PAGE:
These TCs all came about at the end of wars. This was intended to clearly demarcate the end of historical injustices and ease the return to peace after decades of abusive regimes to heal intergenerational trauma. 

Truth, Reconciliation, and the Settler State

When TCs are used in settler countries, they are tested in societies where the crimes are ongoing and the damaging structures are still in place. [1] In countries like Canada, Australia, or New Zealand, the other elements of transitional justice are often missing: there are no criminal proceedings and reparations are at the whim of the government. [2] Essentially, in settler states, truth commissions and reconciliation do not come about after regime change but rather because of the ‘good will’ of the settler state which is the result of decades of activism and some degree of voter concern. [3]

In New Zealand, hearing grievances about treaty rights began in 1975 and has since involved negotiating treaty agreements for compensation. In 1988, a royal commission investigated New Zealand’s assimilationist policies. Today, complaints are overseen by New Zealand’s human rights commissioner which includes the Office for Race Relations. However, critiques include the fluctuation in commitment to reconciliation depending on the government and the failure to accurately portray oppressive crown and government policies.

Truth-seeking and reconciliation began to enter Canadian and Australian politics in the 1990s when RCAP and the Council on Aboriginal Peoples, respectively, were established. In Australia, after the Council on Aboriginal Relations released its report in 2000, there have been no further truth-telling commissions despite voters showing an increased interest in support for reconciliation.

The RCAP – established in response to the 1990 Oka Crisis – proved a turning point in Canada’s documentation of the oppression of Indigenous peoples. Both the National Inquiry into Missing and Murdered Indigenous Women and Canada’s TRC can be traced back to this commission.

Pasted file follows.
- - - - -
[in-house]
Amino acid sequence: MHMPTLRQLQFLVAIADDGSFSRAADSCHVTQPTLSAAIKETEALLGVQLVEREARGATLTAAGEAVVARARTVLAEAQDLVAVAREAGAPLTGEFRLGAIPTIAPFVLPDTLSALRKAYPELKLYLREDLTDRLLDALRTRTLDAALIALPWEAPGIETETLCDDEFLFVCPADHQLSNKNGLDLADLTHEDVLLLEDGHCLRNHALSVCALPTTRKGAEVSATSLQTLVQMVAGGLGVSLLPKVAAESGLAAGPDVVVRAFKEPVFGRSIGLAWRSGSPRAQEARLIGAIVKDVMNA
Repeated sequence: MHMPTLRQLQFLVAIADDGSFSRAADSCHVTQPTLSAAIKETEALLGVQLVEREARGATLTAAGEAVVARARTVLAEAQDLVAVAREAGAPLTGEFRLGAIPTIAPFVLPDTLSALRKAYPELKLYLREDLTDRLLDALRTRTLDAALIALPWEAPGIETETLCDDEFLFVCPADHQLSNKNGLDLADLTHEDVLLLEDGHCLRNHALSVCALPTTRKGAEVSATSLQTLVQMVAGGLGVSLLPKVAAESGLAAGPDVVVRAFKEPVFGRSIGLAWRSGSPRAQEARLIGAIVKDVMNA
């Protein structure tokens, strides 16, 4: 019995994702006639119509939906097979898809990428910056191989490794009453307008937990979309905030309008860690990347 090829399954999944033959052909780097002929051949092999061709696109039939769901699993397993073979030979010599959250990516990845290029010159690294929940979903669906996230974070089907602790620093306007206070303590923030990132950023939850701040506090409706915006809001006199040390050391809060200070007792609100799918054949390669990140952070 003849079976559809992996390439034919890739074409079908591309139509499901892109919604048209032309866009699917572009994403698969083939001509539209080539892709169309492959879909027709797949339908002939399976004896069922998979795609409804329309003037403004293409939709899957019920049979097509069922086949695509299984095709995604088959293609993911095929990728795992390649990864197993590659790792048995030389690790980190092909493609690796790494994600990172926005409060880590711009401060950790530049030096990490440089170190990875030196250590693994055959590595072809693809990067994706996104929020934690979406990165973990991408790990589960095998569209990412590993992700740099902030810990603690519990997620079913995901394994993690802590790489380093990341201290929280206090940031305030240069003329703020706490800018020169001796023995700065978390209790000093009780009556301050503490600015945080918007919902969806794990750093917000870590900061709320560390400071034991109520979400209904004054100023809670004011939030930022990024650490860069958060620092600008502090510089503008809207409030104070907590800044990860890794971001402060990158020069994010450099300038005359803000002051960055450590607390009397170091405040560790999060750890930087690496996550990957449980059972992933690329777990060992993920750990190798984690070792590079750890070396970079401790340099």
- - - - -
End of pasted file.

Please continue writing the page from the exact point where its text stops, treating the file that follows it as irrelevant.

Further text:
Although the inquiry is not a TC by name, its truth seeking and documenting role categorizes it as truth commission. In June 2019, its final report called the murdered and disappearance of Indigenous women and girls a genocide.  Chief Justice Beverly McLachlan called the treatment of Indigenous peoples by Canada cultural genocide in 2015 which shows the growing consensus and urgency around seeking justice for Indigenous peoples.

Nevertheless, in evaluating the responses to recent TCs it seems that politicians have avoided serious political and policy change which would change the basis of Canadian sovereignty.

Edited by Eyitayo Kunle-Oladosu

The opinions expressed in this article are solely those of the author and they do not reflect the position of the McGill Journal of Political Studies or the Political Science Students’ Association. 


  1. Johnson, Miranda. “Reconciliation, Indigeneity, and Postcolonial Nationhood in Settler States.” Postcolonial Studies 14, no. 2 (June 1, 2011): 187–201.
  2.  Short, Damien. “Reconciliation and the Problem of Internal Colonialism.” Journal of Intercultural Studies 26, no. 3 (August 2005): 267–82.
  3. Johnson, Miranda. “Reconciliation, Indigeneity, and Postcolonial Nationhood in Settler States.” Postcolonial Studies 14, no. 2 (June 1, 2011): 187–201.

Featured image by Michael Swan via Flickr Creative Commons